According to an article in Business Insider from January 2016, Netflix placed enormous demands on the resources available to AWS at the time, often pushing the service to its limits and beyond. The ongoing pressure from Netflix, combined with Amazon's willingness to improve its service and meet its customers' requirements, pushed AWS to develop into the full, enterprise-scale integrated set of services that it is today.
All in: the Big Commitment
By mid-2015, Netflix had gone ‘all-in', closing the last of its major data centres and moving all of its IT operations to AWS. Other enterprises have also gone all-in with AWS, including Intuit, Hertz, and Time, Inc. These companies have demonstrated their willingness to trust AWS with their entire IT operations, including transactions, customer databases, and the rest of the information infrastructure on which they depend. This level of commitment and trust on the part of long-established (and often very conservative) enterprises speaks volumes about the ability of AWS to meet the needs of enterprise-level clients.
According to Amazon, Netflix uses more than 100,000 server instances on AWS for “nearly all its computing and storage needs.'' This includes databases, analytics, recommendation engines and video transcoding.
Speaking about the firm’s use of Amazon Kinesis Streams, Senior Software Engineer John Bennett said it “processes multiple terabytes of log data each day and that “events show up in our analytics in seconds”. He added: “We can discover and respond to issues in real time, ensuring high availability and a great customer experience."
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A Few AWS Case Studies
Let's have a closer look at some of AWS's biggest clients:
Unilever North America, the U.S. branch of the venerable global-scale manufacturer of food, household, and other consumer products, found that its time-to-market (crucial in the consumer goods industry) was being held back by the lack of standardised technology among its on-premises IT facilities and websites.
Unilever conducted an exhaustive review of the available cloud-based options, and finally chose to migrate to AWS, using a full range of AWS services to support 1,700 digital marketing web properties on a worldwide basis.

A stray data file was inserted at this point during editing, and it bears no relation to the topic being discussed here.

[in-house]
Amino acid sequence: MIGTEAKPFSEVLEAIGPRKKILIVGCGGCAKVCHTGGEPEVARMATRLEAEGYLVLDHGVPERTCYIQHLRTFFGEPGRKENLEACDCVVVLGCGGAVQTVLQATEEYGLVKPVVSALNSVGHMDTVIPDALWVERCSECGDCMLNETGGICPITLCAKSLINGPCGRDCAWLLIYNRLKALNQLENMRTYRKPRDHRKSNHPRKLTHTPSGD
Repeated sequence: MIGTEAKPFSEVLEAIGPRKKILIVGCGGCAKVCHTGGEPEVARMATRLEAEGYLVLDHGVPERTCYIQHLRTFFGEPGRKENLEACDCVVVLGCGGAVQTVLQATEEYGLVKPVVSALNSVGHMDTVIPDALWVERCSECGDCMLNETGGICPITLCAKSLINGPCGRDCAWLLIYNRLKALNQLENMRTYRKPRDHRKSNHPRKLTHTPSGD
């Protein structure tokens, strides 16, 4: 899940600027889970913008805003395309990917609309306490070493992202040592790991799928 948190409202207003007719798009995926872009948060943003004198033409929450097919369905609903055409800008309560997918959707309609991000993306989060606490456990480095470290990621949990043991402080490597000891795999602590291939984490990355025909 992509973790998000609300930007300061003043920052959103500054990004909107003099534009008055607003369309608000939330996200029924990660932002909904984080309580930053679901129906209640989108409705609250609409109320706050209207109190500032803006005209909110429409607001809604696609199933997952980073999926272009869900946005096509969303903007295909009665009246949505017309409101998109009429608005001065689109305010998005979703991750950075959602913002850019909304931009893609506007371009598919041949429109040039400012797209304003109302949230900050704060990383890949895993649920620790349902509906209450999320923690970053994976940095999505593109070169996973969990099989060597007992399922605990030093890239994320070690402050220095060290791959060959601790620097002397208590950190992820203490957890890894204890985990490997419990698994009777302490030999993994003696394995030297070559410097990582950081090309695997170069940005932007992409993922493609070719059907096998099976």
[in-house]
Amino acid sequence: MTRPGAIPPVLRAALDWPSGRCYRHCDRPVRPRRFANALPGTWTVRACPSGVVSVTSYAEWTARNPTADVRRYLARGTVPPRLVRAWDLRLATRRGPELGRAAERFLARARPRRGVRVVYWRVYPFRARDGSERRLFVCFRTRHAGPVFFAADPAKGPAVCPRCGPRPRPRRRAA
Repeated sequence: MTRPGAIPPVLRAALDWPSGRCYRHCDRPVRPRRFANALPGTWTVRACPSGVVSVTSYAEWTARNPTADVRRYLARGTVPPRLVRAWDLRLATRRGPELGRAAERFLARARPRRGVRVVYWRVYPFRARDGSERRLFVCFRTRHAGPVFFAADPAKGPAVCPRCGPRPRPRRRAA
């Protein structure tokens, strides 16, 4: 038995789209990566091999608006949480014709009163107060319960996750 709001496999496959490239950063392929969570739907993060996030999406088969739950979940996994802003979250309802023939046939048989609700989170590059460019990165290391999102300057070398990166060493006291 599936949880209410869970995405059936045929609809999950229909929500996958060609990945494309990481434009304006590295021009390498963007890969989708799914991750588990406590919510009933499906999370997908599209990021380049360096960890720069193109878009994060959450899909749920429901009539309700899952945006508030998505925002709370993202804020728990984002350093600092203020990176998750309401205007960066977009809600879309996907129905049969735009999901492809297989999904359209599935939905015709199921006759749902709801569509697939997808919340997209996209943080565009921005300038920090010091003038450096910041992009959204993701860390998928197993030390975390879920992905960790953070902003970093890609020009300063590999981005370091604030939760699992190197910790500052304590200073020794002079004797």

For Unilever, the advantages include increased speed of rollout for a website (now two days, rather than the pre-AWS average of two weeks), and the increased speed at which changes to a site or a marketing campaign can be made. Unilever also uses AWS for comprehensive backup and disaster recovery, and for rapid deployment of standardised infrastructure.
GE Oil & Gas
The oil and gas division of General Electric has migrated 350+ applications to AWS, cutting the average cost of ownership by over 50%, according to their own estimate. For GE, the cloud migration process is ongoing, with constant review of on-premises applications and services to see which ones are the best candidates for transfer to the cloud.
The ability to monitor the use of cloud-based applications is important to GE's IT team, since it allows them to accurately gauge expenses and savings, to determine when services should be active (and thus billable), and when they should be turned off.
AWS' capacity for handling large amounts of data is important to GE as well. The oil and gas division needs to be able to process enormous volumes of mission-critical automated pipeline inspection data. It is using AWS technology to store and transport the data, and for data analysis and processing, saving time and improving the quality of the results.
The Kellogg Company, or Kellogg’s, a familiar breakfast-table name, is a company with a long history (founded in 1888), with worldwide operations. For Kellogg’s (as is the case throughout the breakfast-cereal industry), product promotions are all-important.
The Kellogg company had been relying on an on-premises database for modelling marketing campaigns and analysing promotion and sales data, but the system, which could run no more than a single simulation per day, was no longer able to keep up with the company's needs.
As a replacement, Kellogg’s chose a SAP promotion planning and simulation application. At the same time, they chose to run the SAP application on AWS, rather than on-premises. The decision to migrate to AWS was motivated by a number of factors, including speed and overall capacity. (The system handles 16 TB of weekly sales data, with several dozen marketing simulations on a weekly basis.) AWS also offered high availability, reduced cost, and flexibility in IT planning. The combination of SAP and AWS (with its support for SAP software) has given Kellogg’s a significant advantage in a very competitive market.
Like many other large businesses operating on a global scale, energy giant Shell has taken steps to protect itself from the rising threat of cyber attacks. In particular, the Netherlands-headquartered firm decided to look at ways it could improve its security information and event management solution.
To stay ahead of cyber criminals, Shell required the ability to run detailed analysis of trends over time and continually spot vulnerabilities through a cyberthreat hunting function. The challenge? Its SIEM solution just didn’t have the capacity to perform these critical functionalities.